Chicken Tenders
In this recipe I use toasted Ezekiel bread to make breadcrumbs.  I make large batches of these breadcrumbs and store them in the refrigerator so I can have them on hand when I cook.  The chicken can be fully cooked, frozen, and baked straight from the freezer (350°F for 15 minutes).
Serves 4


3 pieces Ezekiel bread, toasted
1 1/2 lbs. chicken tenderloins, or chicken pieces cut into 1-inch pieces
2 tablespoons butter
2 tablespoons olive oil

Preheat oven to 200 °F and adjust rack to middle position. Pulse toasted Ezekiel bread in the bowl of a food processor until fine crumbs. Pour crumbs into a pie plate. Season chicken generously with salt and pepper and then coat each piece of chicken with bread crumbs. Heat a large skillet over medium heat for 2 minutes. Add butter and olive oil to pan. When foaming subsides place 4-5 pieces of chicken in the pan, making sure the pieces of chicken do not touch. Saute for 3 minutes, until golden brown and then flip and cook on second side until golden brown. Transfer cooked chicken to a baking sheet with a cooling rack placed on top. Place pan with chicken on it in the oven to keep the chicken warm. Repeat cooking process with remaining chicken. Serve immediately. 

Option: If you'd rather bake the chicken, instead of sautéing simply place the breaded chicken on an oiled baking sheet. Melt the butter and combine with the olive oil. Using a pastry brush, brush a little of the oil over the top of each tenderloin.  Bake at 350°F for 15 minutes. 

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7 Comments:

Anonymous Nisrine@Dinners & Dreams said...

Wonderfully enlightening post. Thank you.

June 14, 2010 at 7:30 AM  
Anonymous allison [a for aubergine] said...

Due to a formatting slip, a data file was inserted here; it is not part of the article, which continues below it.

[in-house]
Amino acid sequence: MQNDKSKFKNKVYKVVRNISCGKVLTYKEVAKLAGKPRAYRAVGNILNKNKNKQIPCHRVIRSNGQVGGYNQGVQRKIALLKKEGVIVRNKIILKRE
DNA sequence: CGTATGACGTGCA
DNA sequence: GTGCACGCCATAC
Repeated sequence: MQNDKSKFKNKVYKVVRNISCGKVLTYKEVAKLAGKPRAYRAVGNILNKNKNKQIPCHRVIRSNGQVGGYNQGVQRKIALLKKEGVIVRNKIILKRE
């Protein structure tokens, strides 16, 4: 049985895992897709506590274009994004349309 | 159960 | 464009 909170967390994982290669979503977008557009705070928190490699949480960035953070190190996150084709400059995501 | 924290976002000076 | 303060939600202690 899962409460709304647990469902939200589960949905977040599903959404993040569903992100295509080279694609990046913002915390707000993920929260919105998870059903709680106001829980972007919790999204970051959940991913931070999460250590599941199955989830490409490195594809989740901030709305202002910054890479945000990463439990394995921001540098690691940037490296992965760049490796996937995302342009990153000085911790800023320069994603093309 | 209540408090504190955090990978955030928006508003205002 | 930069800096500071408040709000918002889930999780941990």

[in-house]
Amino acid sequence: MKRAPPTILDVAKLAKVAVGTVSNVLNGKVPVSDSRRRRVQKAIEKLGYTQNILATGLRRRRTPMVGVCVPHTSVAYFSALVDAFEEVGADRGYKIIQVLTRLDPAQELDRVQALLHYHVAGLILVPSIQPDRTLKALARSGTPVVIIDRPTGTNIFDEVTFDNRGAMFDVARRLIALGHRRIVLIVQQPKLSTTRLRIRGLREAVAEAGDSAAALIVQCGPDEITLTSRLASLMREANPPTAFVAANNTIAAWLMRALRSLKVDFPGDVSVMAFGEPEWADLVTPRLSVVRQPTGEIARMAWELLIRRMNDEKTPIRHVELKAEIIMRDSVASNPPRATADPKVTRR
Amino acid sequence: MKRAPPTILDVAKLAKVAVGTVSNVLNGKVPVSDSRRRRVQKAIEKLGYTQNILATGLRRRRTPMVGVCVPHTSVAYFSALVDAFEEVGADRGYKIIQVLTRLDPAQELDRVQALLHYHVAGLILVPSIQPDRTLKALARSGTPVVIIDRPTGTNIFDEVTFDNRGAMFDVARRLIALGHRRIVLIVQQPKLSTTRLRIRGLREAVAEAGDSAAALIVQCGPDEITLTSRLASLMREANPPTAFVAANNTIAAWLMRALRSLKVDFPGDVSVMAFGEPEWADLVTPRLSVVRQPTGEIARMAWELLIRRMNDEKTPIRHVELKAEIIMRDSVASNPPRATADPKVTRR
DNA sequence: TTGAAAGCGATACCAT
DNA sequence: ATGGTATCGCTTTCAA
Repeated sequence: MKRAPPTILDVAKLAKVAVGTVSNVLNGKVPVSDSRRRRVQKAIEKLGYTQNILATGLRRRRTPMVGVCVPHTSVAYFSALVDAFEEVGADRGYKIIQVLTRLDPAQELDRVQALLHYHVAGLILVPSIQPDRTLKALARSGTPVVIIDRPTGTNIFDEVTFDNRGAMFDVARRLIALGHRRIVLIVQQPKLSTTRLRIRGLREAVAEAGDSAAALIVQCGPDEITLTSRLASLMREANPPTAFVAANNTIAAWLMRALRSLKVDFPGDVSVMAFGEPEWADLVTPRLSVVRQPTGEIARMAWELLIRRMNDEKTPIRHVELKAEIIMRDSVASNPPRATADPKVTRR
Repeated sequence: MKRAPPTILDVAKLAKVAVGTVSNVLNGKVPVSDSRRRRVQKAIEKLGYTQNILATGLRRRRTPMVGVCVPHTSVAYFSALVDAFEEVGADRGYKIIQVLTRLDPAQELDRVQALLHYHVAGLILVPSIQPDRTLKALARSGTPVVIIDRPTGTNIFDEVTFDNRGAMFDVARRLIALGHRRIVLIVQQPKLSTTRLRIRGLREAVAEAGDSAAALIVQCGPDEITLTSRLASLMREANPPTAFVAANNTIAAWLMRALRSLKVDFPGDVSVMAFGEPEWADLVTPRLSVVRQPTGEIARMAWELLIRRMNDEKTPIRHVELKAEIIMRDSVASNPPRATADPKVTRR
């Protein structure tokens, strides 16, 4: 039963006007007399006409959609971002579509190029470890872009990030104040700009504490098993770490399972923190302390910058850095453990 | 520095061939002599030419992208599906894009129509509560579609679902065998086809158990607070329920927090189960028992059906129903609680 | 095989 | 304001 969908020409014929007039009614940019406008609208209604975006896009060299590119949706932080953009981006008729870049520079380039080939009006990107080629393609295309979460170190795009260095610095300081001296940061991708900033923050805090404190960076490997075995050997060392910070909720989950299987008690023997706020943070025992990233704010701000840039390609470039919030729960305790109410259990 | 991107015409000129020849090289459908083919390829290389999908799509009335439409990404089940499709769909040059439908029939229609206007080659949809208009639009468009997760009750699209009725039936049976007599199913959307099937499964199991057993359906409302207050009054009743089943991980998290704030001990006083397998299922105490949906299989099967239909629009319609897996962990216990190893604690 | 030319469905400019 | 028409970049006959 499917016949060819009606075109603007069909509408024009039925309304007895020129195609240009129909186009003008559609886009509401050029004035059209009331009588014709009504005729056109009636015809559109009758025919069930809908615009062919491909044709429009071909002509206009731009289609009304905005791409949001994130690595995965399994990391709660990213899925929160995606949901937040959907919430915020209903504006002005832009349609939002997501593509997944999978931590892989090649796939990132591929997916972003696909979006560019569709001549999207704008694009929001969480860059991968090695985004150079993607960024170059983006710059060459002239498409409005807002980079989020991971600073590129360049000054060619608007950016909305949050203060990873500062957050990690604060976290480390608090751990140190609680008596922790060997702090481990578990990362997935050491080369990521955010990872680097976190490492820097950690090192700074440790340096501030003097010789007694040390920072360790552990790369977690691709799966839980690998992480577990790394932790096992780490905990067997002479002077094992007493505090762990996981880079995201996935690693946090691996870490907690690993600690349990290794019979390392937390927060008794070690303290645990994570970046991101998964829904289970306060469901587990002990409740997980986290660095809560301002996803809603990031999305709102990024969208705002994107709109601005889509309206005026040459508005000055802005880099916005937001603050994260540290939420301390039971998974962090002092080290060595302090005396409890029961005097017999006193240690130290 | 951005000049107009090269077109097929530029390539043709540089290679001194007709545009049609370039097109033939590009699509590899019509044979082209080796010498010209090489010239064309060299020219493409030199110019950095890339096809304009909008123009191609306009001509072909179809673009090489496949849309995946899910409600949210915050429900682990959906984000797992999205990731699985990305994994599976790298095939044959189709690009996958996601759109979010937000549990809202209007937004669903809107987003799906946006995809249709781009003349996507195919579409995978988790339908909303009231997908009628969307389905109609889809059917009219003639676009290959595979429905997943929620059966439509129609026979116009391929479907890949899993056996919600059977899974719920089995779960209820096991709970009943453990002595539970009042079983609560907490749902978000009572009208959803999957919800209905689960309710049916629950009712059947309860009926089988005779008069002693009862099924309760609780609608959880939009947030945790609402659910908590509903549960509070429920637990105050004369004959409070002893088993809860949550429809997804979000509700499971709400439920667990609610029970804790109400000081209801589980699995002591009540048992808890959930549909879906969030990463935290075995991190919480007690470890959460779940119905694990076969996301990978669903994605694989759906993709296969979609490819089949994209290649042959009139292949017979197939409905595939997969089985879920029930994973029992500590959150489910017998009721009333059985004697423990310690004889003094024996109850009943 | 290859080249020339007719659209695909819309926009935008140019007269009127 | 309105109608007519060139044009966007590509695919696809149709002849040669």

i love chicken tenders and i actually haven't had them in a long long time. not in my young adult life, at least. i will try this recipe!

June 14, 2010 at 9:34 AM  
Anonymous marla {family fresh cooking} said...

Very helpful list! Love your use of my favorite Ezekiel breadcrumbs here! xo

June 14, 2010 at 2:19 PM  
Anonymous Stacy (Little Blue Hen) said...

Great advice! Not to nitpick, but the price for 32 ounces of yogurt -- is that somehow meant to be the price for a serving from a larger container? If not, please tell me where I can buy 32 ounces of yogurt for 42 cents!

June 14, 2010 at 4:05 PM  
Blogger Carli said...

I LOVE this post! If it's alright, I'd like to link to it from one of my posts...I think it's so helpful for people to see something like this...really helps us all to reconsider what we've been taught and use some good ol' common sense!

Thanks!

Carli

June 14, 2010 at 4:51 PM  
Anonymous Deliciously Organic said...

Stacy: Oops! What I meant is 1 (3.5 ounce) serving from a 32 oz. container of yogurt. Thanks for pointing that out.

Carli: Sure, that'd be fine to link up!

June 15, 2010 at 7:59 AM  
Anonymous Erika said...

These chicken fingers were very good. Some of mine took a little longer to cook, so be sure to check them.
I was surprised Ezekiel bread made such a good coating!

August 11, 2010 at 1:15 PM